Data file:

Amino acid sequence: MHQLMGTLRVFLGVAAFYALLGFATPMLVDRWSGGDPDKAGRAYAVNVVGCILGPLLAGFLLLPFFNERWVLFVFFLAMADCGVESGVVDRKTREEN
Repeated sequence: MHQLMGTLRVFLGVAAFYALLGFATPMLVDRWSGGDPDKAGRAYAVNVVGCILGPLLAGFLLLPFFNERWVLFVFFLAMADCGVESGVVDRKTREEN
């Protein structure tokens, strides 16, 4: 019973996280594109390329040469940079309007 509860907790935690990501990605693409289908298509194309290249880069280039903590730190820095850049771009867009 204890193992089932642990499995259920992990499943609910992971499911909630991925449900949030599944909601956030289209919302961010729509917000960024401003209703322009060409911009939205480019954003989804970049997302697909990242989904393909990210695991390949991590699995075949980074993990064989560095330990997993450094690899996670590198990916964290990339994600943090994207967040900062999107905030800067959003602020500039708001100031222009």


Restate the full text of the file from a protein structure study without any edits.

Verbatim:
Amino acid sequence: MHQLMGTLRVFLGVAAFYALLGFATPMLVDRWSGGDPDKAGRAYAVNVVGCILGPLLAGFLLLPFFNERWVLFVFFLAMADCGVESGVVDRKTREEN
Repeated sequence: MHQLMGTLRVFLGVAAFYALLGFATPMLVDRWSGGDPDKAGRAYAVNVVGCILGPLLAGFLLLPFFNERWVLFVFFLAMADCGVESGVVDRKTREEN
């Protein structure tokens, strides 16, 4: 019973996280594109390329040469940079309007 509860907790935690990501990605693409289908298509194309290249880069280039903590730190820095850049771009867009 204890193992089932642990499995259920992990499943609910992971499911909630991925449900949030599944909601956030289209919302961010729509917000960024401003209703322009060409911009939205480019954003989804970049997302697909990242989904393909990210695991390949991590699995075949980074993990064989560095330990997993450094690899996670590198990916964290990339994600943090994207967040900062999107905030800067959003602020500039708001100031222009």